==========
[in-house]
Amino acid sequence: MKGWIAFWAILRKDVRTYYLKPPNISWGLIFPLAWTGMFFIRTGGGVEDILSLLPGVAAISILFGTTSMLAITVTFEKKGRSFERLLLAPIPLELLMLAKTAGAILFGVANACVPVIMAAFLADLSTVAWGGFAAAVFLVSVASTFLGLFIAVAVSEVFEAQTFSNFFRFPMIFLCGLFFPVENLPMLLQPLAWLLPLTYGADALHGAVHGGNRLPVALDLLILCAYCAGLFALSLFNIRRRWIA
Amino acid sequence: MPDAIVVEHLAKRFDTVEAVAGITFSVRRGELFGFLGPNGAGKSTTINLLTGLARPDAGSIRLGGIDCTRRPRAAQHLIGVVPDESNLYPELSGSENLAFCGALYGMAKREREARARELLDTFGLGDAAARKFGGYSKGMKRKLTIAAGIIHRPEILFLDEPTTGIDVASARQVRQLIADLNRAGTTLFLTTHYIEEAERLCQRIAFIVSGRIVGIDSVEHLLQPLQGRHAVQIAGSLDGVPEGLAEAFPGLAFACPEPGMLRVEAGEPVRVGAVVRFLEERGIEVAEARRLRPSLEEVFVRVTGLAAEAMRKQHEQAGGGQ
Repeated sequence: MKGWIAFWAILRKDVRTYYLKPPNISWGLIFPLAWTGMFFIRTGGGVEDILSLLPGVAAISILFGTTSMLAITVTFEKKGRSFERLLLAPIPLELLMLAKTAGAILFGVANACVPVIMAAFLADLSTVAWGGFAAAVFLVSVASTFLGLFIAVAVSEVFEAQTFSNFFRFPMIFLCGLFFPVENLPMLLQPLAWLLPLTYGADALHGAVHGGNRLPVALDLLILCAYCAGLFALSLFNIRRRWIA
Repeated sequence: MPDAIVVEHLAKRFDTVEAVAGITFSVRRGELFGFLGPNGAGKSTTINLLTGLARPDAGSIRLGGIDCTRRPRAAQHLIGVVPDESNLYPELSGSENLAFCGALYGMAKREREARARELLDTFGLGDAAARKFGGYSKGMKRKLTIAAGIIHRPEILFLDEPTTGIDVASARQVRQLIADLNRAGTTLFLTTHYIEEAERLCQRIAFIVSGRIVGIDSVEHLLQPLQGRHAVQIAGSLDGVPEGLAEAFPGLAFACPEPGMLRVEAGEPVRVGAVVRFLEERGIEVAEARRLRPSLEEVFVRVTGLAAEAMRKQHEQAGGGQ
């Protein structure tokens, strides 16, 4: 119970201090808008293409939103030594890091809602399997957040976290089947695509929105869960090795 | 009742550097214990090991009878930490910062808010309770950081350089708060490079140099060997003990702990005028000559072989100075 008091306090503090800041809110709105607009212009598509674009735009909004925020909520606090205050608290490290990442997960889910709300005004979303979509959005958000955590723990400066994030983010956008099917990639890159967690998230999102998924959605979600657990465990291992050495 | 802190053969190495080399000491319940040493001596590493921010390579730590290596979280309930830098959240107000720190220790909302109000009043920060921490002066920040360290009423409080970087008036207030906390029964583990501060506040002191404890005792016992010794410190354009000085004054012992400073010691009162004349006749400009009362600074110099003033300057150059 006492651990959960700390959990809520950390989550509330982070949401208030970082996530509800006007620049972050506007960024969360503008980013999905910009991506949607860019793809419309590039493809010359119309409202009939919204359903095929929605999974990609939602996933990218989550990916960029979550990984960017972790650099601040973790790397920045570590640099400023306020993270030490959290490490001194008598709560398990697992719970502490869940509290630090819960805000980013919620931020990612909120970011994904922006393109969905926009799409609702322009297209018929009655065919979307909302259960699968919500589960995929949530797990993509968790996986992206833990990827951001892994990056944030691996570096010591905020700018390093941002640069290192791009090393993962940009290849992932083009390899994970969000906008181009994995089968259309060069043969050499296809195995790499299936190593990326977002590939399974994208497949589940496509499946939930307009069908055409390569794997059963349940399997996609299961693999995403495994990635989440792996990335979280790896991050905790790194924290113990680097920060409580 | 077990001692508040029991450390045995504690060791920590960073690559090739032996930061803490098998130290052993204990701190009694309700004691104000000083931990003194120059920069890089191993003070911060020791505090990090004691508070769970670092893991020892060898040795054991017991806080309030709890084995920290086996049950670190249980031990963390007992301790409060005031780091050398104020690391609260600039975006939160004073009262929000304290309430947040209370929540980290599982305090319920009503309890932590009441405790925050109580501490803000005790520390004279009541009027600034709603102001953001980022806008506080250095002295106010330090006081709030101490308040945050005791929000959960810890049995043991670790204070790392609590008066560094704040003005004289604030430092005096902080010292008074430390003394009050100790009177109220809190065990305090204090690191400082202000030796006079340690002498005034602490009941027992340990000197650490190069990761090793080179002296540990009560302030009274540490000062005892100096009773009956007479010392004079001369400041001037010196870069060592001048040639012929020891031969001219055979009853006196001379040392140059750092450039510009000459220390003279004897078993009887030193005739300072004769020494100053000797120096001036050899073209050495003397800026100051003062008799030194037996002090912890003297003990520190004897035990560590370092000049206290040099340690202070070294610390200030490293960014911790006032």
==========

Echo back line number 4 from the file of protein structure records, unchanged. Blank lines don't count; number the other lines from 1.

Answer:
Repeated sequence: MKGWIAFWAILRKDVRTYYLKPPNISWGLIFPLAWTGMFFIRTGGGVEDILSLLPGVAAISILFGTTSMLAITVTFEKKGRSFERLLLAPIPLELLMLAKTAGAILFGVANACVPVIMAAFLADLSTVAWGGFAAAVFLVSVASTFLGLFIAVAVSEVFEAQTFSNFFRFPMIFLCGLFFPVENLPMLLQPLAWLLPLTYGADALHGAVHGGNRLPVALDLLILCAYCAGLFALSLFNIRRRWIA